The first screen allows you to choose the type of distortable font you wish to generate (Adobe Multiple Master, or Apple), the number of axes in your font, and the number of master designs, and a family name (which will be used for creating new fonts, if you need any new ones).

The second screen gives you control of each axis. There are a few standard axis types defined by Adobe (and by Apple), but you could define your own. Note that there are fields which are disabled here, they only apply to Apple's fonts.

Then you must assign a font to each of the master designs. You can either have FontForge create a new font for you (as here), or use an already loaded font, or browse your disk for a font (don't try to use the same font twice).

You must also specify the coordinates of this design along the axes. If you use the minimum number of designs they will all be extremes and the coordinate values will be either 0 or 1. Unless you are working with intermediate designs it is best to let FontForge initialize this field for you.

This screen shows the postscript functions needed to map a design vector to a weight vector (ie. given positions on each of the design axes, these produce blending coefficients for each master design). In most useful case FontForge is able to generate these functions automatically, but if you use intermediate designs things get too complicated for FontForge and you must enter the functions manually.

The last screen shows the default weights (which you may either enter directly or as coordinates along the design axes), the ForceBoldThreshold private dictionary entry).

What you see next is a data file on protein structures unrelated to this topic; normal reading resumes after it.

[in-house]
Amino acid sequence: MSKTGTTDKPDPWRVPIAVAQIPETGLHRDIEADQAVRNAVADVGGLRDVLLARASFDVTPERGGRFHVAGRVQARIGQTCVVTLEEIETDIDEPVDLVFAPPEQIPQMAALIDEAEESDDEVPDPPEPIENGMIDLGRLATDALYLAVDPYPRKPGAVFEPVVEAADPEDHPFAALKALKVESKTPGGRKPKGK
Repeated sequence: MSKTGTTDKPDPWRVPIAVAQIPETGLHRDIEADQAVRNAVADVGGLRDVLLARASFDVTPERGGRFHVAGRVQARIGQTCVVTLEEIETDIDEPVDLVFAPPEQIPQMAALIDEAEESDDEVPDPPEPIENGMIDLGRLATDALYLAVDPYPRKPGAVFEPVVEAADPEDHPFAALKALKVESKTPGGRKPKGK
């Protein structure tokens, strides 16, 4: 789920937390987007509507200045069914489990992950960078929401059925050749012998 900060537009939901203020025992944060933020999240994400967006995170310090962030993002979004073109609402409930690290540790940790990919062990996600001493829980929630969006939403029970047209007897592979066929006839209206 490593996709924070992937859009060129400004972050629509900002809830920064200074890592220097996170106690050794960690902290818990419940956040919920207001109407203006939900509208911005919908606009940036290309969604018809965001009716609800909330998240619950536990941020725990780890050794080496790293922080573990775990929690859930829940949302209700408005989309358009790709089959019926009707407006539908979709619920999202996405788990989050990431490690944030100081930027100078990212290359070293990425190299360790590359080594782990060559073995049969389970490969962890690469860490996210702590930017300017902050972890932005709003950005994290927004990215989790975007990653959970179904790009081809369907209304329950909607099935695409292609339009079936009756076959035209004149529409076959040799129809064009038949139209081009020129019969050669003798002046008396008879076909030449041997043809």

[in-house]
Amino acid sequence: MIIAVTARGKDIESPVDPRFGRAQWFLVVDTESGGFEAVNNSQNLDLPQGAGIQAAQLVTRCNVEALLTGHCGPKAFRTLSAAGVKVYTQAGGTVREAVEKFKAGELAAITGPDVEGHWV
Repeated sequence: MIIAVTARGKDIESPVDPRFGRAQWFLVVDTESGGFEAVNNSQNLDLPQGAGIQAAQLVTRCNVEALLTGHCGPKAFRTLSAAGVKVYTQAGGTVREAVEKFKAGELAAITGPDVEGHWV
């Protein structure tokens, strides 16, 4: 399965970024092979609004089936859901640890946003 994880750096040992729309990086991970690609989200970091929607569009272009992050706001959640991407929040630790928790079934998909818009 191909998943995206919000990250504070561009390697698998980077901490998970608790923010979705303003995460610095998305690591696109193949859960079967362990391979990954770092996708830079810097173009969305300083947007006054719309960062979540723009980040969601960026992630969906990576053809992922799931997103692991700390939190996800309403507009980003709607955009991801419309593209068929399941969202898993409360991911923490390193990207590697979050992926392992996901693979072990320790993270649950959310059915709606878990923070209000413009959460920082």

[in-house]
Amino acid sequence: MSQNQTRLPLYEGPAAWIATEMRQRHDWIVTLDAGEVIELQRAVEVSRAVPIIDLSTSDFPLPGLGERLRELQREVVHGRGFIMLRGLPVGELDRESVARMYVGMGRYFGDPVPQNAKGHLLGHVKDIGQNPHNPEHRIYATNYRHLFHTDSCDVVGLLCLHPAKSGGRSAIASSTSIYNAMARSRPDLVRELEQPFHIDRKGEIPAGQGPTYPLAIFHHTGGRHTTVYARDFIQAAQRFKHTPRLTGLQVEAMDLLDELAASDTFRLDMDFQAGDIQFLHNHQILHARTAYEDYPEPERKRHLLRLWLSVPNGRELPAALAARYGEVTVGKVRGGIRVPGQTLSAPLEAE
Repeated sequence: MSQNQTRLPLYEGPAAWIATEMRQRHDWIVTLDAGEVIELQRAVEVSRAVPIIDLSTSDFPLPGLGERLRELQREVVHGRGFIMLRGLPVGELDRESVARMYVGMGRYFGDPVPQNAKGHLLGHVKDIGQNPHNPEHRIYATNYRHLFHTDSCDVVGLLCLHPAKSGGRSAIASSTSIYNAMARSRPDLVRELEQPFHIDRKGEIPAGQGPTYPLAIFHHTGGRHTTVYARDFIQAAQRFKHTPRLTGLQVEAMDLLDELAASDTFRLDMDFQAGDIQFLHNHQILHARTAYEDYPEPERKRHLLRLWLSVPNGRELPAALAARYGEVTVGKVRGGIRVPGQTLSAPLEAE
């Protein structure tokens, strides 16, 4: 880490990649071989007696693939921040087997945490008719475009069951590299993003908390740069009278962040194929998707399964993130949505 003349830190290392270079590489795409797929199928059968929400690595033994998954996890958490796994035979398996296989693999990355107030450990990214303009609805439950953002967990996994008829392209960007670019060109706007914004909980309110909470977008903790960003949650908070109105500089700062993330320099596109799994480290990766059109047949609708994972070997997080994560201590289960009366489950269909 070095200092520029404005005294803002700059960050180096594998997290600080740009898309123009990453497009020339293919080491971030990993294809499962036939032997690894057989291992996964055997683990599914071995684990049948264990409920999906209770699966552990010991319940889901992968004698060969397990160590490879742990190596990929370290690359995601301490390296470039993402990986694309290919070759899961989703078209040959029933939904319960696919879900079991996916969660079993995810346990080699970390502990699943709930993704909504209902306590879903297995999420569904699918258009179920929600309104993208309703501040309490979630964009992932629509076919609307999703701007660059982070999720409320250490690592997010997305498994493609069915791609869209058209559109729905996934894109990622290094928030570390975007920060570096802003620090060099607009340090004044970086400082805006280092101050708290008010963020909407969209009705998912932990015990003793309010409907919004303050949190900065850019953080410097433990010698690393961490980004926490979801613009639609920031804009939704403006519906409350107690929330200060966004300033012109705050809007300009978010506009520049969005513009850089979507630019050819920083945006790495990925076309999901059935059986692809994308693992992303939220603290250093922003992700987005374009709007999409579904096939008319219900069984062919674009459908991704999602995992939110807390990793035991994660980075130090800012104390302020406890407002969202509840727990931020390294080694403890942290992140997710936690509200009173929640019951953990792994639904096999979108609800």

An Apple distortable font.

The dialog looks very similar, but there are a few differences. In the Axis pane of the dlg, you must also specify a default value for the axis, and a translatable name.

Apple allows coordinates in design space to be named. Here the name "Black" is given to the location where Weight=3.2 (the darkest value) and Width=1 (the default value). Again these names can be translated into multiple languages.

A suggestion

Adobe's Type1 fonts require all the extreme designs to be specified, so that for a 3 axis multiple master font, you need 8 designs. This is because Adobe only seems to expect interpolation to be used. On the other hand in many cases extrapolation can be used to generate some of these designs. In the 3 axis case you only need to produces 4 designs (one for the base, and one each to express the variation on each axis).

I will describe the 2 axis case in detail (because it is easier to visualize): Suppose you have a font which varies on the Weight axis from 50 to 900, and on the Width axis from 100 to 1000. And suppose you have created fonts for Weight=50,Width=100 & Weight=50, Width=100 & Weight=900,Width=100. Call these designs 0, 1 and 2. We wish to produce a design, 3, with Weight=900, Width=1000.

First we must produce an intermediate design (which we will delete later), call it "I". Use FontForge's Element->Interpolate Fonts command to produce a design which is 50% of the way from design 1 to design 2 (This will be Weight=475, Width=550). Then produce another design with is 200% of the way from design 0 to design "I". This will be the desired extreme design.

Adobe's Type2 designs appear to have been prepared to allow this approach, but the multiple master operators were dropped from the Type2 spec, and the question is moot.

-- Up -- TOC --